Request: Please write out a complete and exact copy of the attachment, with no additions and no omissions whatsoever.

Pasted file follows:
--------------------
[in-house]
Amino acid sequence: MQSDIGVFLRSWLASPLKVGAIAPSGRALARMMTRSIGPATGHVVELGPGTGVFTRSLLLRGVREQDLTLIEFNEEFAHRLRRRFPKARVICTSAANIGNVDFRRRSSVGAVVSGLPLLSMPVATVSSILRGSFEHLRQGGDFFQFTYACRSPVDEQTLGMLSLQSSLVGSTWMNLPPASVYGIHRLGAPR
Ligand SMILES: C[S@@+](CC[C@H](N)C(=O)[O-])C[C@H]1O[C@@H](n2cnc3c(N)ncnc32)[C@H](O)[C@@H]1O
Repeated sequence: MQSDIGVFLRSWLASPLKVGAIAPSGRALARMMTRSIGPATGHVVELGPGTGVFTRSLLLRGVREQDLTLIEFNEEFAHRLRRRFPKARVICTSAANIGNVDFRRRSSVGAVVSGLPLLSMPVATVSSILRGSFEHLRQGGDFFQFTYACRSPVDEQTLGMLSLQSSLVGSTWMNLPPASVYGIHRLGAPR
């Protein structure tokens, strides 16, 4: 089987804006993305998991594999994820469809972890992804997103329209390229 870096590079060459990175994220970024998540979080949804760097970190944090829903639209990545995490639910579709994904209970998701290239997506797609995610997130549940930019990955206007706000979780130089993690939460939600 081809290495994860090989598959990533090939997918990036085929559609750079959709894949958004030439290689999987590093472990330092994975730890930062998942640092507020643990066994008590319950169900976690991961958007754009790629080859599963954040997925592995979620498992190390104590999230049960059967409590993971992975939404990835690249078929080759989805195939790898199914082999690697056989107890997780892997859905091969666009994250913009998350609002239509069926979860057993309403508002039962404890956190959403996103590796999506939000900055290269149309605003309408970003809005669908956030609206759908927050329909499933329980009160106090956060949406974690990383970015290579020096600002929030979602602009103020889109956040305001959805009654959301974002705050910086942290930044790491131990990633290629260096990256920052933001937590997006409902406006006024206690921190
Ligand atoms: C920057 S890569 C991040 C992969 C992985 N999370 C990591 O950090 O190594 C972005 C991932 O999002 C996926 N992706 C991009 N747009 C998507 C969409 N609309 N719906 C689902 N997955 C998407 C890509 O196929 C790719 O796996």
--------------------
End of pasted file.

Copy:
[in-house]
Amino acid sequence: MQSDIGVFLRSWLASPLKVGAIAPSGRALARMMTRSIGPATGHVVELGPGTGVFTRSLLLRGVREQDLTLIEFNEEFAHRLRRRFPKARVICTSAANIGNVDFRRRSSVGAVVSGLPLLSMPVATVSSILRGSFEHLRQGGDFFQFTYACRSPVDEQTLGMLSLQSSLVGSTWMNLPPASVYGIHRLGAPR
Ligand SMILES: C[S@@+](CC[C@H](N)C(=O)[O-])C[C@H]1O[C@@H](n2cnc3c(N)ncnc32)[C@H](O)[C@@H]1O
Repeated sequence: MQSDIGVFLRSWLASPLKVGAIAPSGRALARMMTRSIGPATGHVVELGPGTGVFTRSLLLRGVREQDLTLIEFNEEFAHRLRRRFPKARVICTSAANIGNVDFRRRSSVGAVVSGLPLLSMPVATVSSILRGSFEHLRQGGDFFQFTYACRSPVDEQTLGMLSLQSSLVGSTWMNLPPASVYGIHRLGAPR
């Protein structure tokens, strides 16, 4: 089987804006993305998991594999994820469809972890992804997103329209390229 870096590079060459990175994220970024998540979080949804760097970190944090829903639209990545995490639910579709994904209970998701290239997506797609995610997130549940930019990955206007706000979780130089993690939460939600 081809290495994860090989598959990533090939997918990036085929559609750079959709894949958004030439290689999987590093472990330092994975730890930062998942640092507020643990066994008590319950169900976690991961958007754009790629080859599963954040997925592995979620498992190390104590999230049960059967409590993971992975939404990835690249078929080759989805195939790898199914082999690697056989107890997780892997859905091969666009994250913009998350609002239509069926979860057993309403508002039962404890956190959403996103590796999506939000900055290269149309605003309408970003809005669908956030609206759908927050329909499933329980009160106090956060949406974690990383970015290579020096600002929030979602602009103020889109956040305001959805009654959301974002705050910086942290930044790491131990990633290629260096990256920052933001937590997006409902406006006024206690921190
Ligand atoms: C920057 S890569 C991040 C992969 C992985 N999370 C990591 O950090 O190594 C972005 C991932 O999002 C996926 N992706 C991009 N747009 C998507 C969409 N609309 N719906 C689902 N997955 C998407 C890509 O196929 C790719 O796996």